Finding Magnet Volunteers

By Guest Contributor February 20, 2015

By Rob Trenckmann

I was 14 years old and leading the youth ministry for a church of 1,500 people. At least, that’s how it looked to the parents and youth staff. In reality I was 22, but it didn’t make much difference. I looked young, I had no “real” experience, and they weren’t sure I knew what I was doing. Have you been there?

I was especially puzzled by how to lead the team of 30 volunteer youth staff. They didn’t know anything about me. They didn’t know who I was or what I believed. I was just a baby-faced, 22-year-old kid trying to lead their youth ministry. Many were more than twice my age. Some had raised kids older than me. How was I supposed to earn their respect and allegiance?

Just last month, I was sitting in a small group of youth leaders. One of them asked, “How do I get more commitment from my volunteer staff?” It made me think back a decade to those early years of youth ministry. How do you, as a young youth leader, gain the allegiance of your youth staff? My problem wasn’t a lack of quality people—my youth staff was loaded with them. But I needed to know how to lead them, how to win their trust. That included lots of things, but none was more important than the advice of a close friend (and veteran youth leader).

“You need a magnet couple,” he said. “A what?” I asked. “A magnet couple. A couple that naturally recruits others. A couple that sets the tone and culture of your youth staff. A couple that leads from within.”

So that’s what I began to pray for. God soon provided, and it made an incalculable impact on our youth ministry. Along the way, I learned a few things about magnet volunteers:

1) Sometimes, magnet volunteers have to be asked. We had more than 30 adult volunteer youth leaders on our staff, and most of them came to us. This couple, I had to go get. I had to ask them to join, and they didn’t commit right away. But it was worth it.

2) Magnet volunteers champion God’s vision for the youth ministry. It’s super important that you know and speak vision into your ministry. But it’s equally important that someone else speaks the same vision, again and again. Having a volunteer that understands and gives voice to your mission and values is crucial.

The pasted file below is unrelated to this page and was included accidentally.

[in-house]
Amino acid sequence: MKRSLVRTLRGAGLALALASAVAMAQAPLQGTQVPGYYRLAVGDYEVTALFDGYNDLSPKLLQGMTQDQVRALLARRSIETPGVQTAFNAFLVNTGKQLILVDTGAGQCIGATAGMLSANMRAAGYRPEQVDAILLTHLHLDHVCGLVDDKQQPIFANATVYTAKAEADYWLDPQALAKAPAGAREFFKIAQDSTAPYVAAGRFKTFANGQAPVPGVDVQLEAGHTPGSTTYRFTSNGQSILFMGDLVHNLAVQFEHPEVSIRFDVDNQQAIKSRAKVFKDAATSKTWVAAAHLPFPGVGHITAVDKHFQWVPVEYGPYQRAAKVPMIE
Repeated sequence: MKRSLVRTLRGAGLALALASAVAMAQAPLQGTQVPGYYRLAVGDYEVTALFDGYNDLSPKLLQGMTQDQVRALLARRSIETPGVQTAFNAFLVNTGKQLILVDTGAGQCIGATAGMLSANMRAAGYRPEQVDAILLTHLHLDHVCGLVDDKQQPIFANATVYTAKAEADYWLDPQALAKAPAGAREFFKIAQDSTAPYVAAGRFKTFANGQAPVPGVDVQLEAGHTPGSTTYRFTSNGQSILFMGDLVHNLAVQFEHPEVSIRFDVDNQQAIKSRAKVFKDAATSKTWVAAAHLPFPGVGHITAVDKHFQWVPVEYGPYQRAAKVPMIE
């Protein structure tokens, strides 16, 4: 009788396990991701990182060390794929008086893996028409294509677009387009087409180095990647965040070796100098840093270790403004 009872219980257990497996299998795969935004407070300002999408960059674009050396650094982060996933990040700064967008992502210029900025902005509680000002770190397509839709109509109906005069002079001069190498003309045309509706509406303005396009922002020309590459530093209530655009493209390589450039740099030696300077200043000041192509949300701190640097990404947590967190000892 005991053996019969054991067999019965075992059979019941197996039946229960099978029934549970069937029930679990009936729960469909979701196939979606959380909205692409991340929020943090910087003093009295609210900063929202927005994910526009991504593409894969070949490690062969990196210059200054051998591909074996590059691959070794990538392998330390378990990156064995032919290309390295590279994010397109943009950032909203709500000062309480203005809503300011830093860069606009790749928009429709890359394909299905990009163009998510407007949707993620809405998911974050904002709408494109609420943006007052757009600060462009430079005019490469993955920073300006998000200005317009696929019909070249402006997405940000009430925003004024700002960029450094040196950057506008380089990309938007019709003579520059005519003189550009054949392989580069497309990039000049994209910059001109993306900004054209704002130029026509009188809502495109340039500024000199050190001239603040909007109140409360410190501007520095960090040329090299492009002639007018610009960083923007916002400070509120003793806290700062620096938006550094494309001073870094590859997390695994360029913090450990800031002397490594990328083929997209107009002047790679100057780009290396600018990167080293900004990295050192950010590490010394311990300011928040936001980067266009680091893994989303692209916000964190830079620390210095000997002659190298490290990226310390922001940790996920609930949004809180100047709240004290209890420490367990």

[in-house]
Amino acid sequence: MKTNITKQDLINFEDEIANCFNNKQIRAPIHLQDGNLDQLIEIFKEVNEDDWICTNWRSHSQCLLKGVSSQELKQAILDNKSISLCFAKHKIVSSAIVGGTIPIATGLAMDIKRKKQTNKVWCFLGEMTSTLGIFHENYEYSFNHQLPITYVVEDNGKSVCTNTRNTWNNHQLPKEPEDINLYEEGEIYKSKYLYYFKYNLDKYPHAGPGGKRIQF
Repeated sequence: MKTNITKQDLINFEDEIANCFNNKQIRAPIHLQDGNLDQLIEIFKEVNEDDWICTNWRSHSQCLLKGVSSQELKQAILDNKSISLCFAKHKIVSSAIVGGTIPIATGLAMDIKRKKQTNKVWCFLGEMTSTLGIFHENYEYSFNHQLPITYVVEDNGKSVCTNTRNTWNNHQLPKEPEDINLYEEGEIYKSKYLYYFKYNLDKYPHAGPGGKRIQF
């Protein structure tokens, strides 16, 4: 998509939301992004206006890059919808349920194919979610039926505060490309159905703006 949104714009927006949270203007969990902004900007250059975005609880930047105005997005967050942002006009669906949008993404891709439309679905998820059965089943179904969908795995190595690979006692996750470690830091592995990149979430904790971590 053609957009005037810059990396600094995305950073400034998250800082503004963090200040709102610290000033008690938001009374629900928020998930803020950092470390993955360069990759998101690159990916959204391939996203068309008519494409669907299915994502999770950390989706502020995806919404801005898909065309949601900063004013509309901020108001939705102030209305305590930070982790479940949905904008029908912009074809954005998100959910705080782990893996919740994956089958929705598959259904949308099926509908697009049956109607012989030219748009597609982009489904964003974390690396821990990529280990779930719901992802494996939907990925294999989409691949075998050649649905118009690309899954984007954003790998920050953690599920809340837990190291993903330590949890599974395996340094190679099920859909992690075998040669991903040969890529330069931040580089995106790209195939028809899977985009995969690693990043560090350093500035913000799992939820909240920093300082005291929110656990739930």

magnet_quote3) Magnet volunteers set a culture that everyone else learns to follow. As our youth staff culture formed around key values and convictions, our staff began to own each piece of what we did. In fact, if someone joined the staff who didn’t share those key convictions, they’d either be transformed, or they’d leave—not because of my efforts, but because of the shared vision and values of the staff.

4) Magnet volunteers recruit other volunteers. People are drawn to volunteer in student ministry for a lot of reasons, but they often stay because of the community they find as they work alongside other people toward a common vision. Magnet couples naturally recruit other workers—making your job of recruitment much easier.

5) Magnet volunteers aren’t always who you expect them to be. By this point, you might be thinking, “These people sound like superheroes! Too bad I don’t have anyone like that in my church!” And you’re right—they are superheroes! To this day, they remain some of my favorite people in the whole world. But not for the reasons you might imagine. They’re superheroes because they love well. They’re superheroes because they serve students. They’re superheroes because they care for other volunteers—and for me.

But like Clark Kent, you’d never guess they’re superheroes. They’re as down-to-earth as you can imagine. He owns a cabinet-making business; she worked at the local vet clinic. Both of their children already graduated from high school, so they’re not the stereotypical young and trendy youth leaders. But offering real love to hurting people never goes out of style. That’s why students and staff love them. And that’s why God used them to help set a culture that permeated our entire student ministry. God loves to use unlikely people—and that’s good for you and me, isn’t it?

As I think back to those early years of leading a youth staff, I’m thankful for the dozens of incredible volunteers God gave us—men and women of all ages who served students with deep love and deep sacrifice. They remain among my dearest friends to this day. And I’m also thankful that God provided leaders from within—a magnet couple who cared and led. Is it time to start praying for a magnet couple?

About the Author

Guest Contributor

The LeaderTreks Blog is proud to share the hard-earned wisdom of student ministry leaders from many different backgrounds and professions. From time to time, we will feature guest blog posts from writers other than our regular contributors. We include these posts to provide additional perspectives and insight that we’re sure will help develop you and your ministry…  Read More